What is Normalizing ?

Normalization is a type of annealing process used to relieve stress in hardenable steels after cold work and to improve ductility and toughness properties. The steel is heated slightly above its upper critical temperature and held for sufficient time to allow new, smaller grains to form and high energy grain shapes to coalesce, also known as grain refinement.

It is also used for refining the steel structure. Here the steel is heated above the critical point and then it is cooled in air. It removes the internal stresses and increases the toughness. In this way the steel becomes suitable for commercial purposes. Normalization can also eliminate denritic segregation that may remain from the casting process. The steel is air cooled from the normalization temperature, yielding a microstructure that lends the desired toughness and ductility properties with a nominal tensile strength.

Normalizing of Steel is a heat-treating process that is often considered from both thermal and microstructural standpoints. In the thermal sense, normalizing is an austenitizing heating cycle followed by cooling in still or slightly agitated air. Typically, the work is heated to a temperature about 55 °C (100 °F) above the upper critical line of the iron-iron carbide phase diagram. That is above Ac3 for hypoeutectoid steels and above Acm for hypereutectoid steels. To be properly classed as a normalizing treatment, the heating portion of the process must produce a homogeneous austenitic phase (face-centered cubic, or fcc, crystal structure) prior to cooling.
Normalizing is also frequently thought of in terms of microstructure.

The areas of the microstructure that contain about 0.8% C are pearlitic (lamellae of ferrite and iron carbide). The areas that are low in carbon are ferritic (body-centered cubic, or bcc, crystal structure). In hypereutectoid steels, proeutectoid iron carbide first forms along austenite grain boundaries. This transformation continues until the carbon level in the austenite reaches approximately 0.8%, at which time a eutectoid reaction begins as indicated by the formation of pearlite. Air-hardening steels are excluded from the class of normalized steels because they do not exhibit the normal pearlitic microstructure that characterizes normalized steels.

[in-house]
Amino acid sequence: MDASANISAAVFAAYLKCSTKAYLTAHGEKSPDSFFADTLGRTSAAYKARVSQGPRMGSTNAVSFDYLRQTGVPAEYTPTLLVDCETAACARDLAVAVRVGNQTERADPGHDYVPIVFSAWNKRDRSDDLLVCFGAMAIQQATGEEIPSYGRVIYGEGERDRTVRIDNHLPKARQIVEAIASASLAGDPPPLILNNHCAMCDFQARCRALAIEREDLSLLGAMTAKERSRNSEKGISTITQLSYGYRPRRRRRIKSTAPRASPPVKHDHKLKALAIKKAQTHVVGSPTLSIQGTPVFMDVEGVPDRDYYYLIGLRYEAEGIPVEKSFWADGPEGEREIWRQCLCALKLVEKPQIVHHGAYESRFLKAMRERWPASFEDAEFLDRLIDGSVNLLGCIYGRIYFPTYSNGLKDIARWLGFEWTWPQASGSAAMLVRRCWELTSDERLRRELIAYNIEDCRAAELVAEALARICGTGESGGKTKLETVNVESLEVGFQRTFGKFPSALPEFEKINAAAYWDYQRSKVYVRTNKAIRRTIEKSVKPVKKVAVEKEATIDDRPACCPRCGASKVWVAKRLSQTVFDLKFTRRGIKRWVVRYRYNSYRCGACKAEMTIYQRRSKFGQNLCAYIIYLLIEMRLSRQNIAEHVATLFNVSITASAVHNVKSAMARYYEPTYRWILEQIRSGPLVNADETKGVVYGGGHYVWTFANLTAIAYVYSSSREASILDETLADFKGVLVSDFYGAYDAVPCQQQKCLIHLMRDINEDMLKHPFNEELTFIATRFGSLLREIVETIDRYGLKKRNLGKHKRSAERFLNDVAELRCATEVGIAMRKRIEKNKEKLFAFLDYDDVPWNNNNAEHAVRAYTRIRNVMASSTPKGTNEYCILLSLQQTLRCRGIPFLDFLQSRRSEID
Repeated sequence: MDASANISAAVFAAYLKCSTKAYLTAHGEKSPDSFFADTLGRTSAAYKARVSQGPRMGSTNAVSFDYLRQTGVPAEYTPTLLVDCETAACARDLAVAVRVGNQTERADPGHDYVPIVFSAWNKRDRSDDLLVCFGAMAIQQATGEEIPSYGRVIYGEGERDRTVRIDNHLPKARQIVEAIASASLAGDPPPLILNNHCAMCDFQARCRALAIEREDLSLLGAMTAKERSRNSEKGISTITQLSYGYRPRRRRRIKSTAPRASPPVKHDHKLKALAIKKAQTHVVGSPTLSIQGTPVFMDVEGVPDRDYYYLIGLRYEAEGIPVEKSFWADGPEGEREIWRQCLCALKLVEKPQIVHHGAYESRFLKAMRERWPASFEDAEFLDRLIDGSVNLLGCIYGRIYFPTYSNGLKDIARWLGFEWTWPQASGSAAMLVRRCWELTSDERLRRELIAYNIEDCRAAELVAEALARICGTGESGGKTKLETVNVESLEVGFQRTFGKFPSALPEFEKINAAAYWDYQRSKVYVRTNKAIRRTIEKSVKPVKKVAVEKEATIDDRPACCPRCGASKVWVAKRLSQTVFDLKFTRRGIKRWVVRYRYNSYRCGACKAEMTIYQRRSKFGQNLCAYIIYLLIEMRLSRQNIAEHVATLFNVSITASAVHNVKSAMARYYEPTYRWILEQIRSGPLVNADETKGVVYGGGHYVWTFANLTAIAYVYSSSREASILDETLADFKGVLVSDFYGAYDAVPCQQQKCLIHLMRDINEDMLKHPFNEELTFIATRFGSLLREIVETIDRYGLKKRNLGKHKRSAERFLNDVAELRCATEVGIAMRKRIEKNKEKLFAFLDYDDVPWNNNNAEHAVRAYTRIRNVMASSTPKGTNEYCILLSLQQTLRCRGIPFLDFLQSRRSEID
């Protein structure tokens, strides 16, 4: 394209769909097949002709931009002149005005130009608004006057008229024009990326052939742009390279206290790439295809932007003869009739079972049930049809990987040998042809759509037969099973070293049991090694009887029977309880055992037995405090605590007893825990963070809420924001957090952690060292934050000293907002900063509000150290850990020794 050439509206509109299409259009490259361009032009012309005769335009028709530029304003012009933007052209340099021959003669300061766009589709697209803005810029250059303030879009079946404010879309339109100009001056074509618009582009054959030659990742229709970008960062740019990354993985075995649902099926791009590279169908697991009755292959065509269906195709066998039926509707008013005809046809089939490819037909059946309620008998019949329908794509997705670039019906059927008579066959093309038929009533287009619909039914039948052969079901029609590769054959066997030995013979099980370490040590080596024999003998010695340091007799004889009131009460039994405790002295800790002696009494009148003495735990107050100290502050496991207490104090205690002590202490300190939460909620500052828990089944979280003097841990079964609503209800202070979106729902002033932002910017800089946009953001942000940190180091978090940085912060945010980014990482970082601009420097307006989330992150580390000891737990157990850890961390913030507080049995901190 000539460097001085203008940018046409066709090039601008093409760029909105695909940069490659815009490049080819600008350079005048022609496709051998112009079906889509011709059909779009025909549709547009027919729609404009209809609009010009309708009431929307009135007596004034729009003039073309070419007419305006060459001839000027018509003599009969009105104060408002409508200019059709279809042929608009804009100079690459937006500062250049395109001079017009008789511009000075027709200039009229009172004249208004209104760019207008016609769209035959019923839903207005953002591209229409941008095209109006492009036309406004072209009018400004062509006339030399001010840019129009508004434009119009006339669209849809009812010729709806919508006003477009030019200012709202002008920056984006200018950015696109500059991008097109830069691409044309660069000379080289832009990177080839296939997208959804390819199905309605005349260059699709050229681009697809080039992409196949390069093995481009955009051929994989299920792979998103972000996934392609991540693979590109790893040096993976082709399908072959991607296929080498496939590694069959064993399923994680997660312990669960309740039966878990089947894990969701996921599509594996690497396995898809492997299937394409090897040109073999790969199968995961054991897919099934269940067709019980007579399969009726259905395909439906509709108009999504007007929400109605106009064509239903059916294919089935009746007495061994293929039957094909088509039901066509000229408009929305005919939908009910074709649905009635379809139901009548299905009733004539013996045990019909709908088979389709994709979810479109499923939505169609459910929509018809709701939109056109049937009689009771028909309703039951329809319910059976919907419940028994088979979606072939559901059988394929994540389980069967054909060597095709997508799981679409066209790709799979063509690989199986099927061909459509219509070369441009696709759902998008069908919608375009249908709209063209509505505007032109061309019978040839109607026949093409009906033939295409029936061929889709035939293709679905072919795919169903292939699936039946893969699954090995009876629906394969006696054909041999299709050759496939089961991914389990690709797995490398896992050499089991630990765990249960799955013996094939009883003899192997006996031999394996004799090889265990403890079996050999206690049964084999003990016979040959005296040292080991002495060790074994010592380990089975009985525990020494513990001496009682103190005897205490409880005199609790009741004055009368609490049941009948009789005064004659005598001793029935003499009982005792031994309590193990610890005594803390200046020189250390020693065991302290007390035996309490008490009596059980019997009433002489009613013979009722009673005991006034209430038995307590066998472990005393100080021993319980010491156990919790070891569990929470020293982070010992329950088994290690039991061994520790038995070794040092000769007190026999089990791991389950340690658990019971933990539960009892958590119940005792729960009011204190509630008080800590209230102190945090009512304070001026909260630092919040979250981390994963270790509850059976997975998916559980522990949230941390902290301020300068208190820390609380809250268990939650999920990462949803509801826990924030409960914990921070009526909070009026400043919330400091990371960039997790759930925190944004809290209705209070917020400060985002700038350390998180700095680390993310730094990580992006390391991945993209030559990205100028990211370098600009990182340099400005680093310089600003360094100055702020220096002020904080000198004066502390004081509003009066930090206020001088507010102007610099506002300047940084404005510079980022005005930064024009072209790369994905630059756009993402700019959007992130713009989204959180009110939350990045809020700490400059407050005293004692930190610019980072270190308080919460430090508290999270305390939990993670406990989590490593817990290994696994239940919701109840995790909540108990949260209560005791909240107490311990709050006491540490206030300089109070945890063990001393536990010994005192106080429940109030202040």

Carbon steel is heated to approximately 55 °C above Ac3 or Acm for 1 hour; this ensures the steel completely transforms to austenite. The steel is then air-cooled, which is a cooling rate of approximately 38 °C (100 °F) per minute. This results in a fine pearlitic structure, and a more-uniform structure. Normalized steel has a higher strength than annealed steel; it has a relatively high strength and ductility

Carbon steel is steel in which the main interstitial alloying constituent is carbon in the range of 0.12–2.0%. The American Iron and Steel Institute (AISI) defines carbon steel as the following: “Steel is considered to be carbon steel when no minimum content is specified or required for chromium, cobalt, molybdenum, nickel, niobium, titanium, tungsten, vanadium or zirconium, or any other element to be added to obtain a desired alloying effect; when the specified minimum for copper does not exceed 0.40 percent; or when the maximum content specified for any of the following elements does not exceed the percentages noted: manganese 1.65, silicon 0.60, copper 0.60.

The term “carbon steel” may also be used in reference to steel which is not stainless steel; in this use carbon steel may include alloy steels. As the carbon percentage content rises, steel has the ability to become harder and stronger through heat treating, however it becomes less ductile. Regardless of the heat treatment, a higher carbon content reduces weldability. In carbon steels, the higher carbon content lowers the melting point.

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